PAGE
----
4. Painting the fusion of a human with a machine as the next step in human evolution goes against everything they ever taught about humans over the run of the show.
    5. McCoy with a beard. (It’s no secret that I don’t like facial hair.) I think McCoy thought of himself as a Southern Gentleman type, to go with his Old Country Doctor idea. And, well, here in Virginia you don’t see too many men with beards, and those who do grow them are usually going for a Duck Dynasty feel, which I don’t think he would want exactly…
    6. Why in the world would Kirk have become an Admiral. I’m assuming a person could turn down a promotion if they chose. He never had a kind word for paper-pusher types in the episodes. Also, they say a person sometimes doesn’t know how much they value someone or something until they lose it, but I don’t think you can say that about Kirk. He loves the Enterprise, and quite clearly and vocally expresses this in the show. She is his wife, his home, and his life. So I have a hard time buying that he would leave her for a desk job.
    7. Movie Kirk in general. I was never drawn to Captain Kirk because he could woo a woman every other week. I was drawn to his ability to make up plans on the spur of the moment, and lie through his teeth quite successfully. He never gave up, and if he couldn’t win, he changed the rules so he could. THAT was why I liked Kirk. I feel like he got downgraded in the movies, making stupid procedural errors, and just overall not coming across as on top of things.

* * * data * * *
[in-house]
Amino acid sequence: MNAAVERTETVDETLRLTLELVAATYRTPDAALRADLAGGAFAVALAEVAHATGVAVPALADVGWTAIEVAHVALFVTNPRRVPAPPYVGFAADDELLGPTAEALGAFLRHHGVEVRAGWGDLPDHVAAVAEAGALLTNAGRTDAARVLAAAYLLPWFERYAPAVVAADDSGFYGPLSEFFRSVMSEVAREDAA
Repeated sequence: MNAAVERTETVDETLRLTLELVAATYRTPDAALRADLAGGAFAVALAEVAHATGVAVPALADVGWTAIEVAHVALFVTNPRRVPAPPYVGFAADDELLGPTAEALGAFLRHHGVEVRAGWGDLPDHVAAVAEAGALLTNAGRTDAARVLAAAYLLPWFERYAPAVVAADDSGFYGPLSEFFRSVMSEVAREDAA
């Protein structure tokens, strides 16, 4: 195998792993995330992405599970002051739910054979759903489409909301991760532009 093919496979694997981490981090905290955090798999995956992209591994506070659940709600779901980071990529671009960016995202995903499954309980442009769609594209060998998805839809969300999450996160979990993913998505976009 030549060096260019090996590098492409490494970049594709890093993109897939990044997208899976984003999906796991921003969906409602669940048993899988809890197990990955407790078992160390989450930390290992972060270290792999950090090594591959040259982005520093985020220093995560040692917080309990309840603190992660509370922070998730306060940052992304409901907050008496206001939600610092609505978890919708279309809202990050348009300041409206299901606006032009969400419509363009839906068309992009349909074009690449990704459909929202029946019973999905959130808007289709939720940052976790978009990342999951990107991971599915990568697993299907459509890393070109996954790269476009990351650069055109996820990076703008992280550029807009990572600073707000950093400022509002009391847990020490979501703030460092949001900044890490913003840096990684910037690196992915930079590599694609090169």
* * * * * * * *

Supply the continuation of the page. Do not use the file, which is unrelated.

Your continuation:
8. Spock going in for kolinahr. Either he took that route because he felt unable to cope with his feelings, (possibly about loosing Kirk to the admiralty?)which seems like a weak decision, and one he would be unlikely to make. Or he learned absolutely nothing from Pike, Kirk, and McCoy over the course of at least ten years with them. I just never liked it.

    #46749
    Profile photo of Mindless-droid
    Mindless-droid
    Participant

    McCoy’s reaction “I know engineers they love to change things” 😆
    That’s a good one Kirk becoming an Admiral how many times did we see his “attachment” to the Enterprise like just this week with Elaan of Troyious

    Maybe being around Pike kirk and McCoy made Spock question the total devotion to logic and that’s why he went back to Vulcan.

    #46750
    Profile photo of Siblings
    Siblings
    Participant